Through the years, that feeling of being abandoned has flared up with angry intensity on more occasions than I’d care to admit. When I was in sixth grade, the first little girl I ever had a crush on moved. That would be tough on lots of kids. I was sick in bed for a week. When I was a junior in high school, the first girl I ever was truly, madly in love with went out with another boy. Wreck. Later, when we were seniors, we went through another rough patch and ended up calling it quits for good when she said, and I’ll never forget it, “I’ve got some good news and some bad news for you and the good news is IT’S NOT YOURS now I guess you know the bad news too.” That one was the first time I ever made out a bona fide suicide plan and would have carried it out if Duane Craddock had not defied his parents to come to my house and take me to Amy Mims’ house at midnight so the two of them could talk me down off the ledge so to speak.

I’ve got more, but this post has already run over my 1000 word target so I’m going to wrap this one up. Maybe, if enough of you decide you’d like to hear the rest of the story, I’ll do a part two about how abandonment issues have pretty much crippled my life for years now.

In any event, know that I love y’all and keep those feet clean!

Cauliflowers to Canteloupes

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Michael-Sam-Jason-CollinsTwo days ago, Jason Collins became the first openly gay player to participate in an NBA basketball game. Michael Sams, a linebacker from the University of Missouri, stands to become the first openly gay player to be drafted by an NFL team at some point during the upcoming Draft. Both of these men are obviously making waves in their respective sports and driving conversation throughout the country about civil rights, inclusion, and tolerance in locker rooms and beyond. Collins’ and Sams’ sagas are a mirror of the current state of American society. Seventeen states have already legalized same-sex marriage and others have legislation pending. No doubt the times they are a changin’ to quote Dylan.

That’s great. I don’t have a problem with same-sex marriages or gay players in pro sports (or college, high school, rec leagues, and intramural), or two guys holding hands or two girls kissing. Live your life as you want to live it. I take flack from some devout Christian friends, but I’m okay with that. My religious views and views on civil rights do not interfere with each other. In many ways, I have a “wall of separation” between my religion and my politics.  Having said all that, I do have one serious problem with the rash of Sam and Collins supporters — especially sportswriters and sports announcers who should know better — I’m tired of hearing these two guys compared to Jackie Robinson. Let me be clear, what Sam and Collins are doing is vitally important, but THEY ARE NOT JACKIE ROBINSON and putting them with Jackie is comparing cauliflowers with cantaloupes.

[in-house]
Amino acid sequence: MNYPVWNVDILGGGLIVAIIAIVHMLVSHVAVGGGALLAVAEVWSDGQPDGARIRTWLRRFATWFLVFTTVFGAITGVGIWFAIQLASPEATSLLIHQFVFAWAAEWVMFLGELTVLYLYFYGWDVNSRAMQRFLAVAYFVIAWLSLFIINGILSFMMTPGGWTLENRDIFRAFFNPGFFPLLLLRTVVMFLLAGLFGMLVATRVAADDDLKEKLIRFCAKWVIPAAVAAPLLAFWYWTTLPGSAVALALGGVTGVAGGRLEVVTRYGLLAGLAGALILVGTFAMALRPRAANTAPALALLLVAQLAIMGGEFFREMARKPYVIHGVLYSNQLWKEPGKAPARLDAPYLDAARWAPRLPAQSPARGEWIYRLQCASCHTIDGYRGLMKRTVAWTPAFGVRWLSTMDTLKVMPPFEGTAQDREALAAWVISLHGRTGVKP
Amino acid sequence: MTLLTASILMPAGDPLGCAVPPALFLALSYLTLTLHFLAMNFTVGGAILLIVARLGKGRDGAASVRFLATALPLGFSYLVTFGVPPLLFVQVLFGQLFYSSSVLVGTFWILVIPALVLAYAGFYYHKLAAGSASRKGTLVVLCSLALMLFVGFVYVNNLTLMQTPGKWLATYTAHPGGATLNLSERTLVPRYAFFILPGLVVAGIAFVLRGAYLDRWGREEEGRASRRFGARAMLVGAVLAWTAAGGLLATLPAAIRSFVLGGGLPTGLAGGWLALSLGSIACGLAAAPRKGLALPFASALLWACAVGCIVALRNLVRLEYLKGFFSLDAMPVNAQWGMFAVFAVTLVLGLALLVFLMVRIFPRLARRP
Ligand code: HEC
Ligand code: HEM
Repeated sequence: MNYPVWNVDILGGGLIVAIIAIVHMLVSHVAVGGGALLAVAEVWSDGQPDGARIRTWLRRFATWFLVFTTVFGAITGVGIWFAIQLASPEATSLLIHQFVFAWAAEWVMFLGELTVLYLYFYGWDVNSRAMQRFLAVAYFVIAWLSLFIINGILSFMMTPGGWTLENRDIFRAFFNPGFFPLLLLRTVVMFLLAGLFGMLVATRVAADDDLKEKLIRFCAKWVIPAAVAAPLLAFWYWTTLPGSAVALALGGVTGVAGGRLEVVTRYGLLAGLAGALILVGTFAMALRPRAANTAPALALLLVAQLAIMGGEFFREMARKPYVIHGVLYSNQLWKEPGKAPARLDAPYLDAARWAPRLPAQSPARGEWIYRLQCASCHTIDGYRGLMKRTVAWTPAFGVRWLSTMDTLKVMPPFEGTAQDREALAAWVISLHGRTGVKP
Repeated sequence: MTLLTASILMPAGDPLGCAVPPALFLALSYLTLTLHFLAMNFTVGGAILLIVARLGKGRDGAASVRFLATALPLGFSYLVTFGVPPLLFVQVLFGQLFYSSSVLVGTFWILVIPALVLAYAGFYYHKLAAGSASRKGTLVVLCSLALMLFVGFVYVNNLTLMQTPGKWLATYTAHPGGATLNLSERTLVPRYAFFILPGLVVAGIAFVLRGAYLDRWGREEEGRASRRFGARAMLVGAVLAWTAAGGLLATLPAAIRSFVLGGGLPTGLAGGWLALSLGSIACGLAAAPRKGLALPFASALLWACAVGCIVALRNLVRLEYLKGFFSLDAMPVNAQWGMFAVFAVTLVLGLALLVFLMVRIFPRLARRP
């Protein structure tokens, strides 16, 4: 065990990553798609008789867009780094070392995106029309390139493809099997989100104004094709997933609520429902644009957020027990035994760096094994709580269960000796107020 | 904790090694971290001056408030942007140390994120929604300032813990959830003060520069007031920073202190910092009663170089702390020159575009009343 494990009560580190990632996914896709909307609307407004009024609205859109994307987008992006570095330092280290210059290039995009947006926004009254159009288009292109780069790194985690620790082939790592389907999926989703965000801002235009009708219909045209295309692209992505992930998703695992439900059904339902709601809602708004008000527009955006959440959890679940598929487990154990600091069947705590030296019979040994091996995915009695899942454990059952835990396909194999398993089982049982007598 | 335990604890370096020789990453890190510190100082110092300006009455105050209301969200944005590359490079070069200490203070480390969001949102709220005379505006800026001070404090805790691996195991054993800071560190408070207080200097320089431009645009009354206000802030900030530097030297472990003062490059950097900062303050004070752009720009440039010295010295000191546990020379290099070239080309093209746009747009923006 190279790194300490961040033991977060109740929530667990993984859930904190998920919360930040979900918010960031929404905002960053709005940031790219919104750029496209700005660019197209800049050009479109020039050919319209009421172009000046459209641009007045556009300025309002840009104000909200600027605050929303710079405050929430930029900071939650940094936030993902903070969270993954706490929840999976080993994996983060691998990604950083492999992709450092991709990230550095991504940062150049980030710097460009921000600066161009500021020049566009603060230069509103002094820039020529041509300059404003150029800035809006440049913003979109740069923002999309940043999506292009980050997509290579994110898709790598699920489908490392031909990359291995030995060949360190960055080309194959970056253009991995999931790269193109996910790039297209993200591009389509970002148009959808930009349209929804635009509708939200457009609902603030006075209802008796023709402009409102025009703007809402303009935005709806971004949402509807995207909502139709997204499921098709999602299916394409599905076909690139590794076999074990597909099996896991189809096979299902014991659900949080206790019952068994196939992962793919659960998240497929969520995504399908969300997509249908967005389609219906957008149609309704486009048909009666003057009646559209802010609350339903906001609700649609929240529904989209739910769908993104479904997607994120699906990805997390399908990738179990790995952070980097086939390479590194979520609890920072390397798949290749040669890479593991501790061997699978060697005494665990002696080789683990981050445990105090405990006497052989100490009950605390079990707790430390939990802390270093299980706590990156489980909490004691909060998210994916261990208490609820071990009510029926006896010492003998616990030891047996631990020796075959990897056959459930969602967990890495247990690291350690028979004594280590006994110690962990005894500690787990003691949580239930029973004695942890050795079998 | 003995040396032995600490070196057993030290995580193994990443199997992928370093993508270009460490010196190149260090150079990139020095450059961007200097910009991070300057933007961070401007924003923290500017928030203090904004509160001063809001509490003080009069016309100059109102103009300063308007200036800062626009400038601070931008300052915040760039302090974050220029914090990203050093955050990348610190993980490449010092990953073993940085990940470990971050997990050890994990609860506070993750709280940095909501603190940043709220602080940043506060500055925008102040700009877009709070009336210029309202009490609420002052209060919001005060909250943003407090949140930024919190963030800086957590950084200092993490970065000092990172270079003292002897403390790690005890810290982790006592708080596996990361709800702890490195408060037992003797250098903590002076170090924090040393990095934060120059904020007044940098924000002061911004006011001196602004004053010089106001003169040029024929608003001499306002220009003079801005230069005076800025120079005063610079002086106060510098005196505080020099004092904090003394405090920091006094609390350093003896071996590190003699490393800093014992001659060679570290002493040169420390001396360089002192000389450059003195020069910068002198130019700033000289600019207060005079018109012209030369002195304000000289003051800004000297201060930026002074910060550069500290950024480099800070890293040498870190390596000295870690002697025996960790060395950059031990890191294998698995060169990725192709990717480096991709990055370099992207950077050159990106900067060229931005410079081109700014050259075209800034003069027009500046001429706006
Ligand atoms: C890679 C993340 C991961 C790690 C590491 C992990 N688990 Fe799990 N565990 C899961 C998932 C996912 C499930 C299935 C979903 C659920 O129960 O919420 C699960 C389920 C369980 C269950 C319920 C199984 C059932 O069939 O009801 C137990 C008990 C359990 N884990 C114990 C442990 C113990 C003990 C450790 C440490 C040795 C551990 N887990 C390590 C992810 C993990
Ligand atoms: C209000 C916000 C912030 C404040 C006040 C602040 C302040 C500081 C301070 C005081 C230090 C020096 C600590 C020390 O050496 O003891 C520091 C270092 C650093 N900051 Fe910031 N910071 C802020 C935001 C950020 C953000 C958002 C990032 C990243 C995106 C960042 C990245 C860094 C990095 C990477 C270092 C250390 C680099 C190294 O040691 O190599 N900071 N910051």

First off, neither is the talent Robinson was. Collins is an eight-team journeyman player who had been out of basketball nearly a year before the also-ran Brooklyn Nets signed him to a ten-day contract. Sam is an unknown commodity yet to play in the NFL, but it’s not like he set the world on fire at Mizzou. Jackie Robinson was a six-time All-Star. He was the Major League Rookie of the Year in 1947. He won the 1949 batting title and was twice the stolen bases champion. Doesn’t matter that he broke the color barrier as well — he had the goods on the field too.  Jackie broke the color barrier, not because he was a black player, but because he was the BEST black player. He might have been many things, but Jackie Robinson wasn’t a gimmick. I may be proven wrong, but neither Collins nor Sam is likely to have their jersey number retired by an entire league.

Secondly, neither Sam nor Collins have had to endure ANYTHING approaching the abuse Robinson faced in his early MLB career and they NEVER will. It’s a different country now and people would go to jail for Federal hate crimes if they talked the way crowds spoke to Robinson. When Sam takes the field for whatever team drafts him, no one — especially an opposing manager — is going to yell out “Faggot! Get back to the gay clubs,” but a Philadelphia Phillie manager screamed at Jackie to “get [his] nigger ass back to the cotton fields!” Any team Sam or Collins plays for will not have to choose between sleeping in a hotel without them or sleeping as a team on the bus with them the way the Brooklyn Dodgers sometimes had to choose on their road trips. Perhaps people’s feelings about those who are different from them haven’t changed, but today’s bigots can’t hide behind badges and laws  . . . at least in America — in Uganda or Saudi Arabia, you’ll have to take your chances.